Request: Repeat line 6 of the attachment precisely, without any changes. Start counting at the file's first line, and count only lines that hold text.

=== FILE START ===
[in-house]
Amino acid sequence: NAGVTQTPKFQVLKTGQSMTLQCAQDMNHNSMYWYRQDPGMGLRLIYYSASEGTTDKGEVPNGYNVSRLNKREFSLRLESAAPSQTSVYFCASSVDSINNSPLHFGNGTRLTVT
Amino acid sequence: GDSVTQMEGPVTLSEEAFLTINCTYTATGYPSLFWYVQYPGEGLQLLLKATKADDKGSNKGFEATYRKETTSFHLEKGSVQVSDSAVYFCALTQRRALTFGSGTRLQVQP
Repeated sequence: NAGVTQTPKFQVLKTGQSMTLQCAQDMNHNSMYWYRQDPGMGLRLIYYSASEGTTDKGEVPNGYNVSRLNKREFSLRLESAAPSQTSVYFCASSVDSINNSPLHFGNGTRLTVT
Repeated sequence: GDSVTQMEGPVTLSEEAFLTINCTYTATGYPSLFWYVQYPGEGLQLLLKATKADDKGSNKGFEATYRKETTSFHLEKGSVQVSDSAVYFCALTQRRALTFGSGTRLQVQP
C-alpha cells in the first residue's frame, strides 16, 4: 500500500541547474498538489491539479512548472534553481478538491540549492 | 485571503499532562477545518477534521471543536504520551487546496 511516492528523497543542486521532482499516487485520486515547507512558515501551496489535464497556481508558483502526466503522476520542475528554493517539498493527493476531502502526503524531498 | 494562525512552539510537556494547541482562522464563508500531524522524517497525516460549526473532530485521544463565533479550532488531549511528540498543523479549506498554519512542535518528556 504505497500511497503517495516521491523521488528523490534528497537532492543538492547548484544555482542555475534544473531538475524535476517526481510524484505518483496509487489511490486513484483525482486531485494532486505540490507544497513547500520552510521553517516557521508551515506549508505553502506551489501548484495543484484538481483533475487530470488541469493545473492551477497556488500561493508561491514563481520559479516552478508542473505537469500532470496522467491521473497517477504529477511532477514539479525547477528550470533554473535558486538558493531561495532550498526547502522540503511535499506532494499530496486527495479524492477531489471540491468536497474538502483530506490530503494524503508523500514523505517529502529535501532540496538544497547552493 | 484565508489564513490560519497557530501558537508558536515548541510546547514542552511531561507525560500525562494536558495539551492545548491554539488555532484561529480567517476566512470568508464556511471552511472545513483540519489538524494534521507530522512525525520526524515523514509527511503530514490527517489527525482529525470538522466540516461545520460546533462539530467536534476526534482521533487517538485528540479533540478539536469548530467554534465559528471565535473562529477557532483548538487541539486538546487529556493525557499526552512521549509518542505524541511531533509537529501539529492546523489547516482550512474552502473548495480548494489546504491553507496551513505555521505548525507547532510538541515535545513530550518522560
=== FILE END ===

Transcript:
C-alpha cells in the first residue's frame, strides 16, 4: 500500500541547474498538489491539479512548472534553481478538491540549492 | 485571503499532562477545518477534521471543536504520551487546496 511516492528523497543542486521532482499516487485520486515547507512558515501551496489535464497556481508558483502526466503522476520542475528554493517539498493527493476531502502526503524531498 | 494562525512552539510537556494547541482562522464563508500531524522524517497525516460549526473532530485521544463565533479550532488531549511528540498543523479549506498554519512542535518528556 504505497500511497503517495516521491523521488528523490534528497537532492543538492547548484544555482542555475534544473531538475524535476517526481510524484505518483496509487489511490486513484483525482486531485494532486505540490507544497513547500520552510521553517516557521508551515506549508505553502506551489501548484495543484484538481483533475487530470488541469493545473492551477497556488500561493508561491514563481520559479516552478508542473505537469500532470496522467491521473497517477504529477511532477514539479525547477528550470533554473535558486538558493531561495532550498526547502522540503511535499506532494499530496486527495479524492477531489471540491468536497474538502483530506490530503494524503508523500514523505517529502529535501532540496538544497547552493 | 484565508489564513490560519497557530501558537508558536515548541510546547514542552511531561507525560500525562494536558495539551492545548491554539488555532484561529480567517476566512470568508464556511471552511472545513483540519489538524494534521507530522512525525520526524515523514509527511503530514490527517489527525482529525470538522466540516461545520460546533462539530467536534476526534482521533487517538485528540479533540478539536469548530467554534465559528471565535473562529477557532483548538487541539486538546487529556493525557499526552512521549509518542505524541511531533509537529501539529492546523489547516482550512474552502473548495480548494489546504491553507496551513505555521505548525507547532510538541515535545513530550518522560